Even in a country as conservative as Japan, the old traditional houses, the machiya (townhouses) and the nōka (farm houses), are slowly disappearing. The word machiya comes from machi (町 “town"), and ya (家 “house” or 屋 “shop"), and it describes the traditional homes of chōnin ("townspeople"), a social category that included the merchants and the craftsmen.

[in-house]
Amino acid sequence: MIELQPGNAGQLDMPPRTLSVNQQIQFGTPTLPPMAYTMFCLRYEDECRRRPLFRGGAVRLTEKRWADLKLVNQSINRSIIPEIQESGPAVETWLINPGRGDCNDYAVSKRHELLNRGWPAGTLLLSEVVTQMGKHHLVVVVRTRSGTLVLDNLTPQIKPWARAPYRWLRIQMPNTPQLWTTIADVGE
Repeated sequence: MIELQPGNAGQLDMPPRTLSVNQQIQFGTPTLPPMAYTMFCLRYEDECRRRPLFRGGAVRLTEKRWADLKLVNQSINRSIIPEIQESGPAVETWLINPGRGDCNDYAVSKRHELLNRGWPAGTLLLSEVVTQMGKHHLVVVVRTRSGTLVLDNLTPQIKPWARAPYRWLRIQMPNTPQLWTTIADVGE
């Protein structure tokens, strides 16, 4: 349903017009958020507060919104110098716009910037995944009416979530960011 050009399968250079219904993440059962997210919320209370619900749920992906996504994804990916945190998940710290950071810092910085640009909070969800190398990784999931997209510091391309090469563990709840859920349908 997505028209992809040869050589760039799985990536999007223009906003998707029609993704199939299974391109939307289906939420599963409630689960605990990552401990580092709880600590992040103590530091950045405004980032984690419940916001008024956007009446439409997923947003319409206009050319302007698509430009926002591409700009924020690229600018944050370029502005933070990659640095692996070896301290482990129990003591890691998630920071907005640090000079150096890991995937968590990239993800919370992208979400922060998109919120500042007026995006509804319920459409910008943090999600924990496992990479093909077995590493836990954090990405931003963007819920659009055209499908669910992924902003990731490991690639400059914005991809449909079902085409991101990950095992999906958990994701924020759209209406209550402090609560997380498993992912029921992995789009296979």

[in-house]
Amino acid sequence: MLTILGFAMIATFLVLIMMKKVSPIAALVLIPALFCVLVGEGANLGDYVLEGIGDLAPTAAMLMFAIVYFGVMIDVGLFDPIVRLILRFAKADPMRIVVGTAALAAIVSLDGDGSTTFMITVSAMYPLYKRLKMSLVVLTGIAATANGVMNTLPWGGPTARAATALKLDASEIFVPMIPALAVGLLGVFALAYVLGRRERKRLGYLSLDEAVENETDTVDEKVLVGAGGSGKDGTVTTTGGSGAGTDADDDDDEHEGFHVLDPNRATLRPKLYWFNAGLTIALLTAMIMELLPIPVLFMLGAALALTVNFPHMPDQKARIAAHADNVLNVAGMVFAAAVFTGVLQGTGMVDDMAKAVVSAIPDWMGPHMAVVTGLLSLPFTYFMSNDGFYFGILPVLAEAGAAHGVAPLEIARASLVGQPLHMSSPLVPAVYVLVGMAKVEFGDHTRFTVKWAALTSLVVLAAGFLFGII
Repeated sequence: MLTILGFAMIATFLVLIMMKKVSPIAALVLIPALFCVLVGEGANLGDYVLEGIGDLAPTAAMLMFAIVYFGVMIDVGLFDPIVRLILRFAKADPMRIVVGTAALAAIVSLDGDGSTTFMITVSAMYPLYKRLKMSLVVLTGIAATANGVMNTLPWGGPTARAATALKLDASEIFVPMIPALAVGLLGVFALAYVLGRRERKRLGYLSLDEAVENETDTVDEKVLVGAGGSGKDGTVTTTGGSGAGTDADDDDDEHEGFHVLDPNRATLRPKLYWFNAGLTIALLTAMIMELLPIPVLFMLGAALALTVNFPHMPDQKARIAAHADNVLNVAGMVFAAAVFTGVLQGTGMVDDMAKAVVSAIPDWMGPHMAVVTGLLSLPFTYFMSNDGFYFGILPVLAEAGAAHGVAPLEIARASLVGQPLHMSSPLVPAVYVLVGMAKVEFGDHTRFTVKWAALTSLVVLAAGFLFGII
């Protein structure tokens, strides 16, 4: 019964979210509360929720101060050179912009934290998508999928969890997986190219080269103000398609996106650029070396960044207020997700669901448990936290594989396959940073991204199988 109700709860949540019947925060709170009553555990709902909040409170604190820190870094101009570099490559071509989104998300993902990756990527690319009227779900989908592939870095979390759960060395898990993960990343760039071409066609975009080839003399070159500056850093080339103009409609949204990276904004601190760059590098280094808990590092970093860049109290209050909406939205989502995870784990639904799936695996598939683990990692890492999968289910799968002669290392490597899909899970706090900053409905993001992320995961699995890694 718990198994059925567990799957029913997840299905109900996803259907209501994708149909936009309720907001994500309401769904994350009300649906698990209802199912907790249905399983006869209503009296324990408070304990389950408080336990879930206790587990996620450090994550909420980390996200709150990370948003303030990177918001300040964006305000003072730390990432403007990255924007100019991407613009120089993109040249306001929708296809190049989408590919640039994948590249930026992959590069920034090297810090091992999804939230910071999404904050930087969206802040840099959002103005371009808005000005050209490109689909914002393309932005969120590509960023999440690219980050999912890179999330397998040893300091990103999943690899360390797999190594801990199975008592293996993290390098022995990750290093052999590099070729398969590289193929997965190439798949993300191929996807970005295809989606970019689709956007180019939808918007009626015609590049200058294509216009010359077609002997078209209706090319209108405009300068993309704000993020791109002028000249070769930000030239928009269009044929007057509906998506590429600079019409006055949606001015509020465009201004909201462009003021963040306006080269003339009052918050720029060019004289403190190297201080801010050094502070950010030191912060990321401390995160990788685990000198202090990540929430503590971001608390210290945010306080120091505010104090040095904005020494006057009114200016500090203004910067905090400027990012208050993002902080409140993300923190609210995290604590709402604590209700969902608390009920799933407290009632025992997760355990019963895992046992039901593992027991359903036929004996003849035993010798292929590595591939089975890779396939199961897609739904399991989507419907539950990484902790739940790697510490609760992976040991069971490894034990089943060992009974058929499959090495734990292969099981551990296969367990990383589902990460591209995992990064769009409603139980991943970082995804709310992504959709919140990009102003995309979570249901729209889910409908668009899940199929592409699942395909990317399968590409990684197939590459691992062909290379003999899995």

Machiya were built with both living and working spaces, being at the same time homes and shops (or workshops). Made from wood and being quite old, they are at high risk for fires and earthquakes and are costly to maintain in the today’s world. So, during the last decades, many of them were demolished.
Fortunately, they won’t disappear altogether. I saw some machiya converted into restaurants, coffee shops or modern workshops… And, of course, some of them are protected by preservation laws.
Yesterday’s Japan Photo: